Month: July 2010

Sunflowers on sidewalk

I love the small strips of green space between the sidewalk and the street. Generally, orderly bushes like azaleas are maintained by the local government. But there is always also a mix of volunteers plants and volunteer gardeners. In the scorching heat of July, these sunflowers are well over two meters tall. A week after taking this photo, I saw that the flowers had opened.

Tokyo-DIY-gardening project launches!

I am super-excited to let everyone know that in partnership with the amazing Chris Berthelsen of Fixes, we have launched a new project called Tokyo-DIY-gardening. There is a website where we hope others will contribute. You can follow our Twitter  hash tag #tokyoDIYgardening.

And, if you are in Tokyo, please come to our interactive workshop at the new 3331 Arts Chiyoda space where we introduce the project and invite a collaborative mapping and re-imagining of Tokyo as the greenest city full of gardens, plants, and trees. The workshop will be held in Japanese and English on August 21 from 7 to 9 pm.

Chris and I are excited to participate in the Grand Opening series of events at 3331 Arts Chiyoda, and look forward to opening our project to many voices.

Strange performance and installation combines washing machine, tree and city streets

I mentioned earlier the cool new art space called 3331 Arts Chiyoda that has been created in a closed junior high school. One of the fun installations was this classroom with a tree growing in a washing machine, and a video projection showing this unlikely pair being pushed around the neighborhood. Somehow combining these basic city elements and moving them through unexpected environments is comical and surreal.

Town creates art in rice paddies for economic revival

The New York Times ran a great story about how a small town in northern Japan named Inakadate has been creating art works using colored rice as a way to attract tourists and revive a struggling economy. Creating this living art work has brought the community together and draws up to 170,000 visitors to this town of fewer than 9,000 mostly elderly residents.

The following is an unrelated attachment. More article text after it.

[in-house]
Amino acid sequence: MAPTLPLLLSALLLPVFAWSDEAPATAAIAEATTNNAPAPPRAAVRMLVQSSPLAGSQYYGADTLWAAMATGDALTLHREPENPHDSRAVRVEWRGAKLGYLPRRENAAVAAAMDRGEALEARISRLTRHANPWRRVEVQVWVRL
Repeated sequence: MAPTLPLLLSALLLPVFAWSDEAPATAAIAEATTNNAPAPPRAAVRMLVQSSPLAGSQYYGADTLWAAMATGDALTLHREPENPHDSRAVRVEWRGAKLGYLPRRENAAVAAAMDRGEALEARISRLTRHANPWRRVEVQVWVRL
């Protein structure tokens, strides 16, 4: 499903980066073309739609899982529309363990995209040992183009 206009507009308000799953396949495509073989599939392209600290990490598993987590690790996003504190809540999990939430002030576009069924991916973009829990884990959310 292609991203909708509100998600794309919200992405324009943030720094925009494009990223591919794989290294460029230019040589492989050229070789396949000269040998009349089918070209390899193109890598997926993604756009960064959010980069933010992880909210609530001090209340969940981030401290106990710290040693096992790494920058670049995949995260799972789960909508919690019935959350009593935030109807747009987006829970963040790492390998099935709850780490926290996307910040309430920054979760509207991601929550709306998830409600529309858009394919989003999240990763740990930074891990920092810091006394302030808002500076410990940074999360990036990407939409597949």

Five colors of rice plotted intricately on the field yield this image of a samurai fighting a warrior monk. The cost of renting and planting the field is about US35,000 making this an affordable rural revitalization effort. Last year 170,000 visitors came to view the rice art. And each year the town tries to outdo previous efforts to continue to gain media attention and visitors.

Growing sidewalk rice in styrofoam box

I wonder what this sidewalk rice tastes like? Will the gardener make a special meal with it? It’s great to see how enthusiastic people are to grow the most basic Japanese food, using a recycled styrofoam box. This same gardener is also growing cherry tomatoes and ornamentals. I like the juxtaposition of street, plants, and laundry hanging to dry.

Eating balcony-grown watermelon

In San Francisco, my garden is shaded and the cold summer makes growing vegetables very difficult. It’s been fun this summer to grow a variety of vegetables in our sunny high-rise balcony in Tokyo. This weekend I harvested and ate my first home-grown watermelon.

It looks big in the photo above, no? Actually, the two fruit that formed were not much bigger than oranges. I kept hoping that they would get a bit bigger, but finally I decided to harvest them.

Here’s what it looked like cut open. It was very sweet and just right for one person.

To get a sense of the scale, you can see the two watermelons paired with a single cucumber below. The cucumber seems to go from tiny baby to full-size in just one week. It’s been a great summer vegetable, probably the most successful plant in the balcony farm. (There’s also eggplant, some very stunted corn, and 4 lemons).

Morning glory green curtain in front of 3331 Arts Chiyoda

3331 Arts Chiyoda is a cool art space recently created by the Chiyoda ward government. They converted an old junior high school into exhibition galleries, art studios, and creative industry offices. In addition to a beautiful remodel of the unused school building, the ward also refurbished a small park at the entrance.

Katsuhiko Hibino created this  created this beautiful morning glory green curtain rising on the front side of 3331 Arts Chiyoda. Called the Asatte Asago project, the morning glory seeds here had been taken to space by Japanese astronaut Naoko Yamasaki. The project involves community gardening and sharing across different regions of Japan.